PART 1: Shipping Checklist
- Process samples according to Eve Tech’s guide (ie. Centrifuge then aliquot required volume from the middle of the liquid into a 0.5 – 0.65mL polypropylene snap-cap tube).
- Samples packaged appropriately (ie. Place 0.5 – 0.65mL snap-cap tubes in sealable bag along with absorbent material).
- Dry-ice (4-10 kg). See “How much Dry Ice Should I Use?” below.
- Place your Eve Tech Order Form INSIDE the outer cardboard box (either on top of the Styrofoam lid or inside the Styrofoam box).
- Class 9 Dry-ice label (UN 1845) on outer packaging (with weights and addresses filled in).
- In addition to the waybill, your address and the recipient address must be on the box in case the waybill is misplaced. This can be on the dry-ice label but we recommend using our “Shipping Label” (found in Appendix C – Shipping Forms PDF).
- Exempt Human Specimens or Exempt Animal Specimens Label on outer packaging (if samples are non-infectious).
- Document pouch adhered to outer packaging to hold the following:
- Fill in your (FedEx) account number and under the “Payment” section, indicate all transportation charges are to be paid by the sender.
- Enter $1.00 as the declared value.
PART 2: Packaging Non Infectious Biological Samples
- Primary container (ie 0.5 – 0.65 mL sample tubes):
- Secondary container / sample tube box:
- Leak-proof. (Examples: sample tube box inside a sealed plastic bag or screw-cap canister.)
- Absorbent material must be placed between the primary and secondary containers to absorb entire contents of the primary containers. (Examples: paper towels, cotton balls, cellulose wadding.)
- Outer Packaging:
- Styrofoam® insulated boxes with a corrugated fiberboard outer box is the recommended outer packaging. Must be large enough to fit 4-10 kg of dry-ice.
**Styrofoam® without an outer box is not acceptable outer packaging.
- For non-infectious specimen(s) label outer package as “Exempt Human Specimen” or “Exempt Animal Specimen” (Appendix A, Figure 3).
- If shipping with dry ice, the outer package must have a Class 9 label (Appendix A, Figure 2) that is marked with the proper shipping name (‘Dry Ice’), UN number (UN1845), net quantity (ex. 3 kg), and contact info. *Please use a label from your own shipping department if possible.
PART 3: Shipping Delays and Dry Ice Info
Shipping delays can happen, but if you prepare for them, your samples will arrive in good condition.
Reasons for Delays:
- Improperly filled out paper work.
- Missing paper work.
Reasons for Logistical Delays:
Logistical Delays are very rare – However, it can happen. Here are some examples:
- Airport closures (ie weather).
- Shipping company delays (mechanical issues or shipping error).
If your area is experiencing extreme weather that will result in airport delays or airport closures, we recommend waiting to send you samples.
Hedging Against the Risk of Delays:
The most important step you can take to avoid the negative aspects associated with delayed shipments is to ensure your samples are shipped with a generous amount of dry-ice.The costs of using more dry ice (ie. larger box and more weight) is worth ensuring your sample’s integrity.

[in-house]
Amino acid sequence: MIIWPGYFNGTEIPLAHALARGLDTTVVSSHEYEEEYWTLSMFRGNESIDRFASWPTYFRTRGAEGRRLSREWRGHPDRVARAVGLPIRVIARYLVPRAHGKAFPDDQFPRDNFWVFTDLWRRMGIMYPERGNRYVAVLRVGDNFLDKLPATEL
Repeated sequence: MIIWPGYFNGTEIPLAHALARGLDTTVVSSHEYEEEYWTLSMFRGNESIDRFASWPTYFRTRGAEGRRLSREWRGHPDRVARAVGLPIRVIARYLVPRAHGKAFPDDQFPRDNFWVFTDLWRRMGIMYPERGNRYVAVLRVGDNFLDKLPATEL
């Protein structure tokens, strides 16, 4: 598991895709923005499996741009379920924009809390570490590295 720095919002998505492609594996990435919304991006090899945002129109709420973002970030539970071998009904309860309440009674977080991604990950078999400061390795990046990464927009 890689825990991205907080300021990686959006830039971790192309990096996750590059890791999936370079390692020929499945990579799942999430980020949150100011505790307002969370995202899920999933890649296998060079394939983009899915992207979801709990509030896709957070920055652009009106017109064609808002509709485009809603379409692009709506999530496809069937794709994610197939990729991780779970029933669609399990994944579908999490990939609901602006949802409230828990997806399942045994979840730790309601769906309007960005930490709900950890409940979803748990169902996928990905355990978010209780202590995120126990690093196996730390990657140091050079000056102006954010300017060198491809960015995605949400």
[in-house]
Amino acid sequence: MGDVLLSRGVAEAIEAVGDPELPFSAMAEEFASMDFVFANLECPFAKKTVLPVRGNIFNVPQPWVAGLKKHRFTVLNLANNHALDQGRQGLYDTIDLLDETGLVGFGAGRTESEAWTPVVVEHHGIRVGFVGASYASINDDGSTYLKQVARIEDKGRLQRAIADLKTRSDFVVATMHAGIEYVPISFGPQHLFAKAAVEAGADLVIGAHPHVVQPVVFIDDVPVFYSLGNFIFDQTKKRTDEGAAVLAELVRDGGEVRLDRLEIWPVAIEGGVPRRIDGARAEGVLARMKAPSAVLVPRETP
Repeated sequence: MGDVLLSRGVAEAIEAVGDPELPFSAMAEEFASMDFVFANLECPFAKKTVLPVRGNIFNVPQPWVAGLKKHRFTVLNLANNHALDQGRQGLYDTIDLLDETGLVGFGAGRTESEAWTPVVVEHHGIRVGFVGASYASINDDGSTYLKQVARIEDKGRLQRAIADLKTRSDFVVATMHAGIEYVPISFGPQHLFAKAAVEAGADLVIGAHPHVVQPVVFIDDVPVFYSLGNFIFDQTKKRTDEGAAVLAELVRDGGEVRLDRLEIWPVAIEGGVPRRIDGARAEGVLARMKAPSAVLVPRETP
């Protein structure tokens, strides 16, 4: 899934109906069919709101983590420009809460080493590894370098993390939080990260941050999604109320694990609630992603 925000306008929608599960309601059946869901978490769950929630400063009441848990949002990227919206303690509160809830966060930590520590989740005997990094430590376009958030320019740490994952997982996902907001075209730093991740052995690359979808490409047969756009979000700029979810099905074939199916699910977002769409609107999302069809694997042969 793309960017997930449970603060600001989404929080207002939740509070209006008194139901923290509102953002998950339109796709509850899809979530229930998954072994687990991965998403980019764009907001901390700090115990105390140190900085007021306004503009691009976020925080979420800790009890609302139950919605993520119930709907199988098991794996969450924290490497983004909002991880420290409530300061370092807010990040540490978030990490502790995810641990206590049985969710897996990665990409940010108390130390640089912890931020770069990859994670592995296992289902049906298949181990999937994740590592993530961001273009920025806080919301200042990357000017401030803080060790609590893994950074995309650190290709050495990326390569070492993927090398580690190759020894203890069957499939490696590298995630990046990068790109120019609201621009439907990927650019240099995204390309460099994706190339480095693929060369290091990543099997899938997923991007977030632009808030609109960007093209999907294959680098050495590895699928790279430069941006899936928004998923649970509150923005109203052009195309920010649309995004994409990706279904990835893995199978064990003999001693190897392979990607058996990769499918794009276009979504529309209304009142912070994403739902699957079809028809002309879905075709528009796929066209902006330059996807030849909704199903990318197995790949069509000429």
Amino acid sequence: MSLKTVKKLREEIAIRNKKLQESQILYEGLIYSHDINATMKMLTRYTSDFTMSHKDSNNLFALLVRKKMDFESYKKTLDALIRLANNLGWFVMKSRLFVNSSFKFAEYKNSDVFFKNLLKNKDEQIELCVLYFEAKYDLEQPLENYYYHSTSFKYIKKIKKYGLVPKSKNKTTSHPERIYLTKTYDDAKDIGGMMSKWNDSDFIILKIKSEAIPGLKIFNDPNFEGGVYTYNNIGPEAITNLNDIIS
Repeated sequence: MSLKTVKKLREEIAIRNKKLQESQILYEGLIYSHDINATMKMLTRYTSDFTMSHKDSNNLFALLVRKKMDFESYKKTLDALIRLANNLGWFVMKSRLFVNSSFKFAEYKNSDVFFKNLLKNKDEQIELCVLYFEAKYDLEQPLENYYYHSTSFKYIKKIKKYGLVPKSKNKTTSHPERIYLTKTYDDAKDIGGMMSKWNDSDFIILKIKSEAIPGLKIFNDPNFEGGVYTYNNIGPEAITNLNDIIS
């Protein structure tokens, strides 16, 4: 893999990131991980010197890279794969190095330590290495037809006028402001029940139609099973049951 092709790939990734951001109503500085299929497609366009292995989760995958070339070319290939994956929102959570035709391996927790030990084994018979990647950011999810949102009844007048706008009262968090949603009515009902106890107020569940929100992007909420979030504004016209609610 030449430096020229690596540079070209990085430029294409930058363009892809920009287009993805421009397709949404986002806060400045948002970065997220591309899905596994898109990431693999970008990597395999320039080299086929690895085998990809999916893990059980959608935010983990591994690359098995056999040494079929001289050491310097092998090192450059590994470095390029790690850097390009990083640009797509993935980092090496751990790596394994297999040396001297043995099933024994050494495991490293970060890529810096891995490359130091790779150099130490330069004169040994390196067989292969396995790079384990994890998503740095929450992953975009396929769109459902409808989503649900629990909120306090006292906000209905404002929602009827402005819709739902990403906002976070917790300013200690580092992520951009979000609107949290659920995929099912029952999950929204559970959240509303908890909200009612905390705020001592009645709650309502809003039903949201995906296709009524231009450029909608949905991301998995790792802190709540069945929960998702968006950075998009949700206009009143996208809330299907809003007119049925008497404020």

How Much Dry-Ice Should You Use?
Since there are many variables involved in shipping (such as Styrofoam® box wall thickness, shape of dry-ice, shipping temperatures, etc.) it is difficult to accurately know the sublimation rate of your dry-ice. Pellet-style dry-ice sublimates quicker than brick-style dry-ice. In one of our mock shipments, an insulated box (11” x 9” x 9” with a 1 3/8” wall thickness) contained 3.1 kg of pellet-style dry-ice which sublimated at a rate of 1 – 1.5 kg per 24 hours.
We recommend using a minimum of 4 kg of dry ice for overnight shipments.
- Make sure the package containing the dry-ice is not air tight to allow the escape of carbon dioxide gas. (Example: If you are shipping samples with dry ice in a Styrofoam® container, do not tape around all edges of the lid.)
- Dry ice must be placed outside the secondary packaging.
- The primary and secondary packaging must be secure as the dry ice sublimates.
**Training is required when shipping sample with dry ice, contact the Safety Office at your institution for more information
PART 4: Paperwork
This Waybill section is specific for shipping with FedEx using FedEx’s Intra-Canada Waybill. If you are not shipping with FedEx, consult the shipping company for more information.
- In describing the contents state the species and sample type and include the phrase ‘non-infectious, no commercial value’.
- Enter $1.00 as the declared value.
- If you are using dry-ice, check the “Yes. Shipper’s Declaration not required” box under the ‘Special Handling’ section.
- Fill in the amount of dry ice (kg) used.
- If you are not shipping with dry-ice and if your samples are non-infectious, mark ‘No’ for the ‘Does this shipment contain dangerous goods?’ question.
- Under the ‘Payment’ heading mark the ‘sender’ box to indicate that transportation charges are to be paid by the sender.
- Write your account number in the ‘Payment’ section. Any shipping charges incurred by Eve Tech will be added to your invoice.
PART 5: Appendix
Image 1: Hazard Class 9 label for, Dry Ice (UN1845) shipments. Please use one from your shipping department or enlarge this one.
Image 2: Biological Substance Category B, (UN3373) Hazard label. Please advise if samples are infectious as we have a separate protocol for shipping.
Please use the attached PDF on the left side of the page.
UMC Shipment of Biological Materials Manual:
American Biological Safety Association (Canada):
Human Pathogens Importation Regulations (Department of Justice):
Importation of Animal Pathogens (Canadian Food Inspection Agency):
FedEx Shipping pointers for Category B Biological Specimens: